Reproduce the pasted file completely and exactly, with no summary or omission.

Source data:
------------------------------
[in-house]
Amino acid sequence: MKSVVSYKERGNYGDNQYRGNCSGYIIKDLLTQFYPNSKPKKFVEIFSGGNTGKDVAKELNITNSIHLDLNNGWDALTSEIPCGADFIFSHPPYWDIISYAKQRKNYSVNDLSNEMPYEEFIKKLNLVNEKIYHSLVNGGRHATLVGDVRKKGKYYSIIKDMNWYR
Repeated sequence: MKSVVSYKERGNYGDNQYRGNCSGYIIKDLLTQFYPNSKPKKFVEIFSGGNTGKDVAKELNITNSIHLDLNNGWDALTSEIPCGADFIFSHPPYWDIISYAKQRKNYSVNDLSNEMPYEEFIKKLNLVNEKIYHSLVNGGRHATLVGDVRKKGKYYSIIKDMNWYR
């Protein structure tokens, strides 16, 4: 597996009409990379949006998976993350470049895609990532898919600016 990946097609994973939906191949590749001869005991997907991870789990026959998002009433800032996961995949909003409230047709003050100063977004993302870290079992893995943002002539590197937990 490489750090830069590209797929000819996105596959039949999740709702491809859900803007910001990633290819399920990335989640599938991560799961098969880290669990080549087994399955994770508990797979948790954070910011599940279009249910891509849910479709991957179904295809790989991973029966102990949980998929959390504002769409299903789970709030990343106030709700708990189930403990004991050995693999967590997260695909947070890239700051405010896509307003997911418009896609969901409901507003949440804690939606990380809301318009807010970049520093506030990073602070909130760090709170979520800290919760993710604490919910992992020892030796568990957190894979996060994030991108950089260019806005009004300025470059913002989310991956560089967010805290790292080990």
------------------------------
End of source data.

[in-house]
Amino acid sequence: MKSVVSYKERGNYGDNQYRGNCSGYIIKDLLTQFYPNSKPKKFVEIFSGGNTGKDVAKELNITNSIHLDLNNGWDALTSEIPCGADFIFSHPPYWDIISYAKQRKNYSVNDLSNEMPYEEFIKKLNLVNEKIYHSLVNGGRHATLVGDVRKKGKYYSIIKDMNWYR
Repeated sequence: MKSVVSYKERGNYGDNQYRGNCSGYIIKDLLTQFYPNSKPKKFVEIFSGGNTGKDVAKELNITNSIHLDLNNGWDALTSEIPCGADFIFSHPPYWDIISYAKQRKNYSVNDLSNEMPYEEFIKKLNLVNEKIYHSLVNGGRHATLVGDVRKKGKYYSIIKDMNWYR
């Protein structure tokens, strides 16, 4: 597996009409990379949006998976993350470049895609990532898919600016 990946097609994973939906191949590749001869005991997907991870789990026959998002009433800032996961995949909003409230047709003050100063977004993302870290079992893995943002002539590197937990 490489750090830069590209797929000819996105596959039949999740709702491809859900803007910001990633290819399920990335989640599938991560799961098969880290669990080549087994399955994770508990797979948790954070910011599940279009249910891509849910479709991957179904295809790989991973029966102990949980998929959390504002769409299903789970709030990343106030709700708990189930403990004991050995693999967590997260695909947070890239700051405010896509307003997911418009896609969901409901507003949440804690939606990380809301318009807010970049520093506030990073602070909130760090709170979520800290919760993710604490919910992992020892030796568990957190894979996060994030991108950089260019806005009004300025470059913002989310991956560089967010805290790292080990």